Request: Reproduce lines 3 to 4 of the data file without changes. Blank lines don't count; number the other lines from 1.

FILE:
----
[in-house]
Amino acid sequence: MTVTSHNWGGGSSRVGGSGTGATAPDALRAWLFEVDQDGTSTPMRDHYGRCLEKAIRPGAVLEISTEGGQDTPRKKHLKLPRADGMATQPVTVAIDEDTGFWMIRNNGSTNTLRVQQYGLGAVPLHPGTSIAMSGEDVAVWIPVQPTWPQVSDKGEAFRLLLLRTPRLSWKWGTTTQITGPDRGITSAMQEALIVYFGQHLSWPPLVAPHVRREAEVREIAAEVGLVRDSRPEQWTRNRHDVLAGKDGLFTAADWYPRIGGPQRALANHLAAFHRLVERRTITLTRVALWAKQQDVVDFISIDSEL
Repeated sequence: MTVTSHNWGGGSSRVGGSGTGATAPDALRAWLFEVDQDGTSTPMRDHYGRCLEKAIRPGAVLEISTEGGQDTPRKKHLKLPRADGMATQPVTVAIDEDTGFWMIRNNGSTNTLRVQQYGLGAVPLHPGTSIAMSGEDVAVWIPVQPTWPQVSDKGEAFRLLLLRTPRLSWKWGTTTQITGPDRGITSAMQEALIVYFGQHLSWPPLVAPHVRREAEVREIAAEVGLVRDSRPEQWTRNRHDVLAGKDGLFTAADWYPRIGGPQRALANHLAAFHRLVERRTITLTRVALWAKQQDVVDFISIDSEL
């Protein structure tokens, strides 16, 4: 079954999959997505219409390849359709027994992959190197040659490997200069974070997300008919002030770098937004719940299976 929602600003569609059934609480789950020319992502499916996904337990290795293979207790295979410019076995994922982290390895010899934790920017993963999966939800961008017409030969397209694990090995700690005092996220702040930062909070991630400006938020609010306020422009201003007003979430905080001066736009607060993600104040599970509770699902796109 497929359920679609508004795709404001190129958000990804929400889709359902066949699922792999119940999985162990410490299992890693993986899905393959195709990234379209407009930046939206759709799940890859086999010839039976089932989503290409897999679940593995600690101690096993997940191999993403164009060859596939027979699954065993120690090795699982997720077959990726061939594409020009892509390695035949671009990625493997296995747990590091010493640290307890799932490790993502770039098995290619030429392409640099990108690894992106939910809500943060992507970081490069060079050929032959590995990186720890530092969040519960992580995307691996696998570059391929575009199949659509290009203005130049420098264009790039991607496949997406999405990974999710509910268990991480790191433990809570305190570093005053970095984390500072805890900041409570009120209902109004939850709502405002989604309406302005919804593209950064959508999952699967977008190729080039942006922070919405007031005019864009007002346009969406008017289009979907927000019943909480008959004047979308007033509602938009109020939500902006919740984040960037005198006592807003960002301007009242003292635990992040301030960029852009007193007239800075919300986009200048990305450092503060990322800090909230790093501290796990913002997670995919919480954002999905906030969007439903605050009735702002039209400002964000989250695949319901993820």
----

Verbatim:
Repeated sequence: MTVTSHNWGGGSSRVGGSGTGATAPDALRAWLFEVDQDGTSTPMRDHYGRCLEKAIRPGAVLEISTEGGQDTPRKKHLKLPRADGMATQPVTVAIDEDTGFWMIRNNGSTNTLRVQQYGLGAVPLHPGTSIAMSGEDVAVWIPVQPTWPQVSDKGEAFRLLLLRTPRLSWKWGTTTQITGPDRGITSAMQEALIVYFGQHLSWPPLVAPHVRREAEVREIAAEVGLVRDSRPEQWTRNRHDVLAGKDGLFTAADWYPRIGGPQRALANHLAAFHRLVERRTITLTRVALWAKQQDVVDFISIDSEL
């Protein structure tokens, strides 16, 4: 079954999959997505219409390849359709027994992959190197040659490997200069974070997300008919002030770098937004719940299976 929602600003569609059934609480789950020319992502499916996904337990290795293979207790295979410019076995994922982290390895010899934790920017993963999966939800961008017409030969397209694990090995700690005092996220702040930062909070991630400006938020609010306020422009201003007003979430905080001066736009607060993600104040599970509770699902796109 497929359920679609508004795709404001190129958000990804929400889709359902066949699922792999119940999985162990410490299992890693993986899905393959195709990234379209407009930046939206759709799940890859086999010839039976089932989503290409897999679940593995600690101690096993997940191999993403164009060859596939027979699954065993120690090795699982997720077959990726061939594409020009892509390695035949671009990625493997296995747990590091010493640290307890799932490790993502770039098995290619030429392409640099990108690894992106939910809500943060992507970081490069060079050929032959590995990186720890530092969040519960992580995307691996696998570059391929575009199949659509290009203005130049420098264009790039991607496949997406999405990974999710509910268990991480790191433990809570305190570093005053970095984390500072805890900041409570009120209902109004939850709502405002989604309406302005919804593209950064959508999952699967977008190729080039942006922070919405007031005019864009007002346009969406008017289009979907927000019943909480008959004047979308007033509602938009109020939500902006919740984040960037005198006592807003960002301007009242003292635990992040301030960029852009007193007239800075919300986009200048990305450092503060990322800090909230790093501290796990913002997670995919919480954002999905906030969007439903605050009735702002039209400002964000989250695949319901993820």